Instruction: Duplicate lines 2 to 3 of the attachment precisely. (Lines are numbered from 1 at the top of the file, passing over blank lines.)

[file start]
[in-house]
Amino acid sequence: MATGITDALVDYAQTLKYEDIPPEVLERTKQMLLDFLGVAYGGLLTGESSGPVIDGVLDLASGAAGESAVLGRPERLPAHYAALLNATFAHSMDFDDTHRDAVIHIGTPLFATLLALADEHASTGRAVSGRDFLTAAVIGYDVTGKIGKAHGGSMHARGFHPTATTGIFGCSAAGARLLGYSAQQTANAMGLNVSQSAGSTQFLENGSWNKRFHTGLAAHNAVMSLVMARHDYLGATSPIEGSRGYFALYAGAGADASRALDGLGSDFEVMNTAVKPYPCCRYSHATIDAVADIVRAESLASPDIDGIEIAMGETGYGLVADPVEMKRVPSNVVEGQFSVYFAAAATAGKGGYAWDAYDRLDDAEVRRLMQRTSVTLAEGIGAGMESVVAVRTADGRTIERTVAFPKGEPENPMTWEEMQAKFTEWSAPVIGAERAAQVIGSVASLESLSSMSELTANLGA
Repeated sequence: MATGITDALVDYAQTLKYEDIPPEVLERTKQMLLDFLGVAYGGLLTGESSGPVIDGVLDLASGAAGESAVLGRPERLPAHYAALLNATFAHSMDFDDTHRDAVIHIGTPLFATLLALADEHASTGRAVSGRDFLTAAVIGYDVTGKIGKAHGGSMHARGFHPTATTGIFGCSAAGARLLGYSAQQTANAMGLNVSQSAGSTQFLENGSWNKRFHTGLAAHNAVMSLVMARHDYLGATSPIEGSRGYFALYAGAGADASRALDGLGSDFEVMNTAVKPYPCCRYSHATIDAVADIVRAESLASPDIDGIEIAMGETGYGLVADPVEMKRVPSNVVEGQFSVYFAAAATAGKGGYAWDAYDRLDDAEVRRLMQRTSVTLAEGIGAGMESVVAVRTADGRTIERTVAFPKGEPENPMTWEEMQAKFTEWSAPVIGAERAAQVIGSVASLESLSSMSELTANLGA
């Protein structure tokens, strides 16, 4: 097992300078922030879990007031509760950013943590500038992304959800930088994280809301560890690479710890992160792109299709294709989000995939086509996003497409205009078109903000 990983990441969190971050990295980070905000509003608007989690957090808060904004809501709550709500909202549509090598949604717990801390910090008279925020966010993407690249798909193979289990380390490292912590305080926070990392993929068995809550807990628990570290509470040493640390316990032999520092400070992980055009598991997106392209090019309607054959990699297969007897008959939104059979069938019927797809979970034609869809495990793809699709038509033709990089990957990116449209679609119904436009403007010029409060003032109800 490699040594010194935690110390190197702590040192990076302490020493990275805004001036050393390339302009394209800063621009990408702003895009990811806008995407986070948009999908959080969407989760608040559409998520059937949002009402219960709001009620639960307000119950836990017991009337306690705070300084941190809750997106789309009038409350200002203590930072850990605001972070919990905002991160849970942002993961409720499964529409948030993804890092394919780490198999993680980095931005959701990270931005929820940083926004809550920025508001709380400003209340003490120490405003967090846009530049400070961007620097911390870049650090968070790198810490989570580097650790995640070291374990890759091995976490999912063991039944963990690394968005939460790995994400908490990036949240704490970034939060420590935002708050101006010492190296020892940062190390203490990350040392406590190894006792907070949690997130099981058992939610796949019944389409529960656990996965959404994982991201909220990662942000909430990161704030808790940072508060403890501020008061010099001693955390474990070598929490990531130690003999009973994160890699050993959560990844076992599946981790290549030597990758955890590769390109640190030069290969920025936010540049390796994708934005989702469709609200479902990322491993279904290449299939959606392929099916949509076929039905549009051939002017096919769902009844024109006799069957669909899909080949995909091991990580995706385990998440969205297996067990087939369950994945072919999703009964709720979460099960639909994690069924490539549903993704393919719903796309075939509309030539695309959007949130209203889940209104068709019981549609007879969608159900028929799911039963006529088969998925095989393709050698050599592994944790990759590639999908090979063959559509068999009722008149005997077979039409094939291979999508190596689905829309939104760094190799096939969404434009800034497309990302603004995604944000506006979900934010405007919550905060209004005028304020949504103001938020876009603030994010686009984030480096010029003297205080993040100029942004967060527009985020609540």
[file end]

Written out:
Amino acid sequence: MATGITDALVDYAQTLKYEDIPPEVLERTKQMLLDFLGVAYGGLLTGESSGPVIDGVLDLASGAAGESAVLGRPERLPAHYAALLNATFAHSMDFDDTHRDAVIHIGTPLFATLLALADEHASTGRAVSGRDFLTAAVIGYDVTGKIGKAHGGSMHARGFHPTATTGIFGCSAAGARLLGYSAQQTANAMGLNVSQSAGSTQFLENGSWNKRFHTGLAAHNAVMSLVMARHDYLGATSPIEGSRGYFALYAGAGADASRALDGLGSDFEVMNTAVKPYPCCRYSHATIDAVADIVRAESLASPDIDGIEIAMGETGYGLVADPVEMKRVPSNVVEGQFSVYFAAAATAGKGGYAWDAYDRLDDAEVRRLMQRTSVTLAEGIGAGMESVVAVRTADGRTIERTVAFPKGEPENPMTWEEMQAKFTEWSAPVIGAERAAQVIGSVASLESLSSMSELTANLGA
Repeated sequence: MATGITDALVDYAQTLKYEDIPPEVLERTKQMLLDFLGVAYGGLLTGESSGPVIDGVLDLASGAAGESAVLGRPERLPAHYAALLNATFAHSMDFDDTHRDAVIHIGTPLFATLLALADEHASTGRAVSGRDFLTAAVIGYDVTGKIGKAHGGSMHARGFHPTATTGIFGCSAAGARLLGYSAQQTANAMGLNVSQSAGSTQFLENGSWNKRFHTGLAAHNAVMSLVMARHDYLGATSPIEGSRGYFALYAGAGADASRALDGLGSDFEVMNTAVKPYPCCRYSHATIDAVADIVRAESLASPDIDGIEIAMGETGYGLVADPVEMKRVPSNVVEGQFSVYFAAAATAGKGGYAWDAYDRLDDAEVRRLMQRTSVTLAEGIGAGMESVVAVRTADGRTIERTVAFPKGEPENPMTWEEMQAKFTEWSAPVIGAERAAQVIGSVASLESLSSMSELTANLGA